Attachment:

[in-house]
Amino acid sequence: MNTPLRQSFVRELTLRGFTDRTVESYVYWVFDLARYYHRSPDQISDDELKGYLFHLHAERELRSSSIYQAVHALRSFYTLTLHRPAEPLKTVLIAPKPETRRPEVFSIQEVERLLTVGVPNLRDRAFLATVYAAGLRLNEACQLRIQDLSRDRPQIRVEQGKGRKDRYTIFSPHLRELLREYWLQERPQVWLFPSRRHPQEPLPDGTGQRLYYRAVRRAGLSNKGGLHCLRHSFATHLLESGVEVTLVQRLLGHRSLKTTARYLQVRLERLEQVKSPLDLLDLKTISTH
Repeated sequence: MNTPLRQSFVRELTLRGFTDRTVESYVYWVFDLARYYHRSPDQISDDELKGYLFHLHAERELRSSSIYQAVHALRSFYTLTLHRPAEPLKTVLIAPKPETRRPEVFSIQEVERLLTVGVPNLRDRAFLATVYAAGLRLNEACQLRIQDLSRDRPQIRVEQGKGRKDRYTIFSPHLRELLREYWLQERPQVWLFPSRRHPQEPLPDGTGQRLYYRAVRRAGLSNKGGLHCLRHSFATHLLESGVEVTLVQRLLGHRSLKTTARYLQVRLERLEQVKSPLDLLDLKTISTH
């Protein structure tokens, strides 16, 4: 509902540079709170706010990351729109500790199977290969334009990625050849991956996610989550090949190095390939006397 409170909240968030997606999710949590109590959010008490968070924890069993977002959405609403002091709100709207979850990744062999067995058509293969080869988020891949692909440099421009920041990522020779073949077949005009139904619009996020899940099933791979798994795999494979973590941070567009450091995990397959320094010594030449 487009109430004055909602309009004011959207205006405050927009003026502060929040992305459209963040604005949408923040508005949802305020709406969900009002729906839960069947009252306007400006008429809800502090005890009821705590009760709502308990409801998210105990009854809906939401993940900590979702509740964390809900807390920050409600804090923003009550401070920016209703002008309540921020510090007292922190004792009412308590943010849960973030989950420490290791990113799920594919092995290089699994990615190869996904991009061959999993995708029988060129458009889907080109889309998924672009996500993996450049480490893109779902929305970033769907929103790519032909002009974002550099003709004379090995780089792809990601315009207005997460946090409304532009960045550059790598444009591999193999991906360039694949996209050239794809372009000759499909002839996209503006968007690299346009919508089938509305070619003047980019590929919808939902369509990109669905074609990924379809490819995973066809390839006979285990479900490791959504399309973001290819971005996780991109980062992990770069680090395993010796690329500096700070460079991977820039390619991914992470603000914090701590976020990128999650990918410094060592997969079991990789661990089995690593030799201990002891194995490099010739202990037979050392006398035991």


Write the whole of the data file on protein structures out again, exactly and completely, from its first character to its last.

[in-house]
Amino acid sequence: MNTPLRQSFVRELTLRGFTDRTVESYVYWVFDLARYYHRSPDQISDDELKGYLFHLHAERELRSSSIYQAVHALRSFYTLTLHRPAEPLKTVLIAPKPETRRPEVFSIQEVERLLTVGVPNLRDRAFLATVYAAGLRLNEACQLRIQDLSRDRPQIRVEQGKGRKDRYTIFSPHLRELLREYWLQERPQVWLFPSRRHPQEPLPDGTGQRLYYRAVRRAGLSNKGGLHCLRHSFATHLLESGVEVTLVQRLLGHRSLKTTARYLQVRLERLEQVKSPLDLLDLKTISTH
Repeated sequence: MNTPLRQSFVRELTLRGFTDRTVESYVYWVFDLARYYHRSPDQISDDELKGYLFHLHAERELRSSSIYQAVHALRSFYTLTLHRPAEPLKTVLIAPKPETRRPEVFSIQEVERLLTVGVPNLRDRAFLATVYAAGLRLNEACQLRIQDLSRDRPQIRVEQGKGRKDRYTIFSPHLRELLREYWLQERPQVWLFPSRRHPQEPLPDGTGQRLYYRAVRRAGLSNKGGLHCLRHSFATHLLESGVEVTLVQRLLGHRSLKTTARYLQVRLERLEQVKSPLDLLDLKTISTH
């Protein structure tokens, strides 16, 4: 509902540079709170706010990351729109500790199977290969334009990625050849991956996610989550090949190095390939006397 409170909240968030997606999710949590109590959010008490968070924890069993977002959405609403002091709100709207979850990744062999067995058509293969080869988020891949692909440099421009920041990522020779073949077949005009139904619009996020899940099933791979798994795999494979973590941070567009450091995990397959320094010594030449 487009109430004055909602309009004011959207205006405050927009003026502060929040992305459209963040604005949408923040508005949802305020709406969900009002729906839960069947009252306007400006008429809800502090005890009821705590009760709502308990409801998210105990009854809906939401993940900590979702509740964390809900807390920050409600804090923003009550401070920016209703002008309540921020510090007292922190004792009412308590943010849960973030989950420490290791990113799920594919092995290089699994990615190869996904991009061959999993995708029988060129458009889907080109889309998924672009996500993996450049480490893109779902929305970033769907929103790519032909002009974002550099003709004379090995780089792809990601315009207005997460946090409304532009960045550059790598444009591999193999991906360039694949996209050239794809372009000759499909002839996209503006968007690299346009919508089938509305070619003047980019590929919808939902369509990109669905074609990924379809490819995973066809390839006979285990479900490791959504399309973001290819971005996780991109980062992990770069680090395993010796690329500096700070460079991977820039390619991914992470603000914090701590976020990128999650990918410094060592997969079991990789661990089995690593030799201990002891194995490099010739202990037979050392006398035991």